(Statford, 1980) This affects about ? of Down syndrome sufferers, and is typically diagnosed at birth. (Statford, 1980) Additionally, Down syndrome patients have increased instances of hypothyroidism, celiac disease, as well as vision, respiratory, hearing and dental issues. (Statford, 1980) Complications Patients with Down syndrome are statically far more likely to develop other significant health issues. (Pary, 2008) Down syndrome patients are more likely to develop leukemia in their youth than are the general population.

(Pary, 2008) They are also more susceptible to communicable diseases owing to defects in their immune systems. (Pary, 2008) Due to skeletal and other structural abnormalities common among Down Syndrome patients, they are more likely to suffer from sleep apnea than the general population. (Pary, 2008) They are also more prone to obesity than the general population. Although the average life span of a Down syndrome patient has increased greatly across the years, the life expectancy of the Down syndrome patients is upwards of fifty years.

(Hurley, 1996) In the 1920s, such patients could only be expected to live to be 10 years. (Hurley, 1996) Testing and Diagnosis Screening tests are now a common part of normal prenatal care. (Leshing, 2007) Down syndrome in the unborn can be detected in a number of different ways. In the first trimester of pregnancy, a two-part test can be administered to check for the risk of Down syndrome in the unborn child. (Leshing, 2007) The test has a 5% rate of false positives, however. (Leshing, 2007) The first part of this test is done by means of ultrasound.

Using this devise, the doctor measures a specific region of the neck of the fetus. This type of test is called a nuchal translucency screening test. (Leshing, 2007) The doctor is looking for an abnormal amount of fluid accumulation in this region; its presence is a precursor of Down syndrome. (Leshing, 2007) Blood tests on the mother are done in concert with the ultrasound. These check the mother’s blood for abnormal levels of pregnancy-associated plasma protein-A (PAPP-A) and a hormone known as human chorionic gonadotropin (HCG).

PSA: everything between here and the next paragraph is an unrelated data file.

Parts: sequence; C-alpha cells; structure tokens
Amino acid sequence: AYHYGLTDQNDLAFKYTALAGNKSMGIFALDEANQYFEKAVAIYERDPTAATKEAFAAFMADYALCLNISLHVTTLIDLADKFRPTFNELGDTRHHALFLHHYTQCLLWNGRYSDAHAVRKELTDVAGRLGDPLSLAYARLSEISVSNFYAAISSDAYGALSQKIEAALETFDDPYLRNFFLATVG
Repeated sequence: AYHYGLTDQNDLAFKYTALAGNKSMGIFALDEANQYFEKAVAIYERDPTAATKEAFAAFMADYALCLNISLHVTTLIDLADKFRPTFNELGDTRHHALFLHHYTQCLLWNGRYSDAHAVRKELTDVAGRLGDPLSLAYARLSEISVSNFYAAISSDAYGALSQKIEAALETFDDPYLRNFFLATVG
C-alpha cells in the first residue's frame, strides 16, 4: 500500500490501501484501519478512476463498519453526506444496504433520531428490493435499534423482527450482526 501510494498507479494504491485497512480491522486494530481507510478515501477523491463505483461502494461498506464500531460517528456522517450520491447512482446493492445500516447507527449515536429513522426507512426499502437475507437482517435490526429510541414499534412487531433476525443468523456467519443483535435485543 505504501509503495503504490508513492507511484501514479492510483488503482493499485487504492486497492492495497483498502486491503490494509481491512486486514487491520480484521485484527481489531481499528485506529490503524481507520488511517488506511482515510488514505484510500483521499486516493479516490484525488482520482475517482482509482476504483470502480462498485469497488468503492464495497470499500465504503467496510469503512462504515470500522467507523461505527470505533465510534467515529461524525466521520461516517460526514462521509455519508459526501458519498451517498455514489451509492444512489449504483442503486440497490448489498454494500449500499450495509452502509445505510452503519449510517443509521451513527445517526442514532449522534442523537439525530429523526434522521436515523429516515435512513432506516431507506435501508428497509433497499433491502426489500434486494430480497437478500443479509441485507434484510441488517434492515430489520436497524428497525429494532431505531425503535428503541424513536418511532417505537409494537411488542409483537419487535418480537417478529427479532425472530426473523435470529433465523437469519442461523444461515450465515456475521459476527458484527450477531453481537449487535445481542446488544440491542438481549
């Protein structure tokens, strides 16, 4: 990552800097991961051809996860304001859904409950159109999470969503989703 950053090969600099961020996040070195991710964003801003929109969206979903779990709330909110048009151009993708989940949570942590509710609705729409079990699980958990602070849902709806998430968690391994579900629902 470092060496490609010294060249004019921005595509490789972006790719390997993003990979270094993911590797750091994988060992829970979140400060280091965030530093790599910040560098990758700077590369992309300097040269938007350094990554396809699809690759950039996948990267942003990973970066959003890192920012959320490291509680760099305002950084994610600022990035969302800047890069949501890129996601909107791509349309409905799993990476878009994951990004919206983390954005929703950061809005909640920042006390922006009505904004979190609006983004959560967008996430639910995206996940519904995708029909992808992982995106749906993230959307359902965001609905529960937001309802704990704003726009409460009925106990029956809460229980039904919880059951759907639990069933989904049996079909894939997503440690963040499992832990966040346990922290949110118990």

(Leshing, 2007) If these levels are outside a certain range, such a result can be indicative of problems with the fetus including Down syndrome. (Leshing, 2007) In the second trimester, a form of test known as the Quad test can check the mother’s blood for levels of four different pregnancy-related hormones. (Leshing, 2007) If any of these test indicate a problem, there are several definitive diagnostic tests that can be used to determine if a fetus is afflicted with Down Syndrome.

(Leshing, 2007) Amniocentesis is one such test. The doctor removes some of the amniotic fluid from the womb of the mother. (Leshing, 2007) This fluid contains cells from the fetus, which can then be examined to determined if they have the abnormal chromosomal development. (Leshing, 2007) A second such diagnostic test is Chorionic villus sampling, which consists of sampling from the placenta. From the placenta, cells from the fetus can be extracted and tested for chromosomal issues.

A final diagnostic test for Down syndrome Percutaneous umbilical blood sampling, (Leshing, 2007) which consists of a test of umbilical blood for fetal cells with chromosomal abnormality. (Leshing, 2007) This test carries a greater risk of miscarriage, so is generally only used if a speedy diagnosis is necessary. Life Style: Children and adults with Down syndrome can live relatively normal lives. (Appl, 1998) The cognitive disabilities that they typically have limit their achievement in the education, however they usually have limited ability to live and work on their own as adults.

(Appl, 1998) They generally are employed at unskilled jobs, typically in the service sector, where limited intellectual abilities are not considered necessary components. (Appl, 1998) Down syndrome children are also honored for their athletic abilities in the annual Special Olympics. (Appl, 1998) While not limited to children with this disease, the Special Olympics have become emblematic of the ability of Down Syndrome patients to participate in normal athletic competition, with little or no modification.

(Appl, 1998) The event is a major point of instance for advocates who classify Down syndrome patients as no different from the general population. (Appl, 1998) This viewpoint is the one most accepted by the general population. (Appl, 1998) Work Cited Appl, D. (1998) “Children with Down Syndrome: Implications for Adult-Child Interactions in Inclusive Settings” Childhood Education, 75 (1), 39. Byrne, E.. , Cunningham, C. & Sloper, P. (1988) Families and Their Children with Down’s Syndrome: One Feature in Common. New York: Routledge Publishing. Hurley, A. (1996)

“Identifying Psychiatric Disorders in Persons with Mental Retardation: A Model Illustrated by Depression in Down Syndrome” The Journal of Rehabilitation, 62 (1), 27. Leshing, L. (2007) “Prenatal Screening for Down Syndrome”. Retrieved June 5th, 2009 from Down Syndrome health issues website: http://www. ds-health. com/prenatal. htm Pary, R. (2008) “Aspects of Health Care of Adults with Down Syndrome” Mental Health Aspects of Developmental Disabilities, 11 (2), 61. Stratford, B. (1980) “Perception and Perceptual-Motor Processes in Children with Down’s Syndrome” Journal of Psychology, 100 (1), 139.